According to OSHA, eye injuries cost more than $300 million in lost production time, medical expenses and worker compensation. However, employers can experience even greater loss due to employee burnout as a result of absent employees due to injuries. Generally most employees will experience some form of employee burnout in stress, exhaustion, distraction or feelings of being unmotivated. However, major psychological and physical problems may come into play following other employees’ absences when workers are given heavy workloads to compensate, and unrealistic time frames are assigned to complete projects.

It’s been said that hindsight is 20/20 and no one wants to come to terms with knowing they could have retained their workforce with better safety practices and saved money in workplace compensation as well as lost productivity costs. Therefore, don’t leave Eye Wellness for recognition in March. Rather create actionable steps toward a safe workplace year round.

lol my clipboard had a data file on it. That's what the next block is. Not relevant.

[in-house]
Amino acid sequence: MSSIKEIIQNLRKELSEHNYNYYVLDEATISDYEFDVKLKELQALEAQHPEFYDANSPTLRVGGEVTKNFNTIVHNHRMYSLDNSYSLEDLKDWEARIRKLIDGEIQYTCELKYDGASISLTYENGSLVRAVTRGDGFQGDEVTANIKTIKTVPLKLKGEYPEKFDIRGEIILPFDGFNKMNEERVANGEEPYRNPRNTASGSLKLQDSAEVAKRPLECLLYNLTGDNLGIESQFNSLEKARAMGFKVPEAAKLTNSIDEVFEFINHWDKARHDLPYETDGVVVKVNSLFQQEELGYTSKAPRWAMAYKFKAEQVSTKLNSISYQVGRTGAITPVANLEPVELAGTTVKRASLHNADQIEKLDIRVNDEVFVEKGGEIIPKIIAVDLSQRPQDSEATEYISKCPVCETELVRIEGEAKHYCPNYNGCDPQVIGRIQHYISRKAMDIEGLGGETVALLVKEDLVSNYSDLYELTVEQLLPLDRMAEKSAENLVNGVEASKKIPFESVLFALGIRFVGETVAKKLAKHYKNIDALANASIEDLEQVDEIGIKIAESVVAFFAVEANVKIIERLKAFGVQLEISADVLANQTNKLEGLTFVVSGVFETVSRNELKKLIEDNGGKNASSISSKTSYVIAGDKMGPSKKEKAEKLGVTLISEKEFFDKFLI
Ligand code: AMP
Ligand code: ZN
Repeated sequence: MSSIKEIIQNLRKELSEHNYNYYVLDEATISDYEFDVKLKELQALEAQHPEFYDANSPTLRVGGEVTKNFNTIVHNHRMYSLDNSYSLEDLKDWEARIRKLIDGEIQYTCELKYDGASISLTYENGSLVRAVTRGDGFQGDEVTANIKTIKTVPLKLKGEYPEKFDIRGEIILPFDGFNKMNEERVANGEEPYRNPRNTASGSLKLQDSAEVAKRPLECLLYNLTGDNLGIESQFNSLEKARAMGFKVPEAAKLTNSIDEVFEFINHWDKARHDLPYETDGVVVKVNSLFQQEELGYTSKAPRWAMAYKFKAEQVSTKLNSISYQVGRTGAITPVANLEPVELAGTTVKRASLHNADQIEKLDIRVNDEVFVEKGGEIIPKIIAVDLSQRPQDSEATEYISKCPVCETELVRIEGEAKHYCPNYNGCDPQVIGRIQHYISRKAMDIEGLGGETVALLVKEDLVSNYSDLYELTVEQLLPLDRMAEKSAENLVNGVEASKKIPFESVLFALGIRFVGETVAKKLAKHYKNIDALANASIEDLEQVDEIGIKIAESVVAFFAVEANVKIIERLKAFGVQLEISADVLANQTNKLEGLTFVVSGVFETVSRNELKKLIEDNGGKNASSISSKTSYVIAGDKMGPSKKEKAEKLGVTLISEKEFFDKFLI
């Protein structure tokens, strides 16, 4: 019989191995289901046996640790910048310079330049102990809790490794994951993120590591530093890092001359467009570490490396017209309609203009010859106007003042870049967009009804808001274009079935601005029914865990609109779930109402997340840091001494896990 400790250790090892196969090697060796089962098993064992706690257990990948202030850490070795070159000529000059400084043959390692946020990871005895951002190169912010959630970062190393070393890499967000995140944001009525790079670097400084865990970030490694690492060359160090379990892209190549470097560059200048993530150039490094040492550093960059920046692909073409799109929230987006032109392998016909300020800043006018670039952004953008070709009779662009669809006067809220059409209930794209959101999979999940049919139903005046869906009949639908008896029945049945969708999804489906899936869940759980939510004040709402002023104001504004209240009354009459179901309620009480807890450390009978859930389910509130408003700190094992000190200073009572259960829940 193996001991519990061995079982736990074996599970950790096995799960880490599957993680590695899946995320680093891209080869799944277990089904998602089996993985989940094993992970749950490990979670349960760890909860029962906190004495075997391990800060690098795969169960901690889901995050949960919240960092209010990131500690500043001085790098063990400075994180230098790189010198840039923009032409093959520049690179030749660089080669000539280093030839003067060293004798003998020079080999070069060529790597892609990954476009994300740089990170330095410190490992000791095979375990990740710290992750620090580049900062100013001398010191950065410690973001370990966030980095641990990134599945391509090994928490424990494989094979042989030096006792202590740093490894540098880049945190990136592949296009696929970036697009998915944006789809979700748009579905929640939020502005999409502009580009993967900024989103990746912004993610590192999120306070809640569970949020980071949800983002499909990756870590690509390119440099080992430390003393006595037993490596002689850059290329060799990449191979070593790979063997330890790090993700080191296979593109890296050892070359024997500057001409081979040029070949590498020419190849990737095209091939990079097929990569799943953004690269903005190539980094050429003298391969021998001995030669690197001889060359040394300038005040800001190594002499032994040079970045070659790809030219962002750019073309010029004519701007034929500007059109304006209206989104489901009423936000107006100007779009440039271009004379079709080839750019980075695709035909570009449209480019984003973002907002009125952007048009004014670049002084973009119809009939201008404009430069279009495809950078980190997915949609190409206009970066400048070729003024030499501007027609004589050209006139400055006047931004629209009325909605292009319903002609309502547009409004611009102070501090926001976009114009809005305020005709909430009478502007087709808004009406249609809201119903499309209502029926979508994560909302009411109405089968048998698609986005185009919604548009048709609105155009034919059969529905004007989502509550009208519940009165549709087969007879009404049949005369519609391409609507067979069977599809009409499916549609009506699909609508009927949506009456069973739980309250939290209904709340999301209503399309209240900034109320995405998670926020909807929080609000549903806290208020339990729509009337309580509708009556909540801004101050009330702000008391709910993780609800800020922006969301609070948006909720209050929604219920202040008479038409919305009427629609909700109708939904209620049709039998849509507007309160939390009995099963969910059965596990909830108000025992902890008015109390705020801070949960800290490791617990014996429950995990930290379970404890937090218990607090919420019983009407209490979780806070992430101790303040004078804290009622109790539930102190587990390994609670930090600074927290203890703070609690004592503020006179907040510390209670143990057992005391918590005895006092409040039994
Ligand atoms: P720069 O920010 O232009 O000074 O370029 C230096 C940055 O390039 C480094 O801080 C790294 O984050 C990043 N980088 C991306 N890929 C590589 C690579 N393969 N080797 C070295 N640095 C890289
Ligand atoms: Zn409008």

Corey Berghoefer is a risk management expert with fourteen years’ of experience in enterprise risk management, underwriting, safety, loss control, claims management and risk financing and insurance accounting. He currently serves as Senior Vice President of Risk Management & Insurance at Randstad, the second largest HR Services and Staffing  firm in the world and the largest publicly traded firm in the United States. Randstad is a global leader in the HR services industry. By combining their passion for people with the power of today’s intelligent machines, Randstad supports people and organizations in realizing their true potential. Randstad calls this Human Forward.

Corey manages a department of 52 risk professionals with the goal of implementing risk management strategies into Randstad’s overall business platform. Under Corey’s direction, Randstad is known for its enterprise-wide risk management strategies, industry-leading workers’ compensation performance, and a comprehensive focus on talent safety. Corey holds a BA degree from the University of Notre Dame and an MBA from the University of Georgia.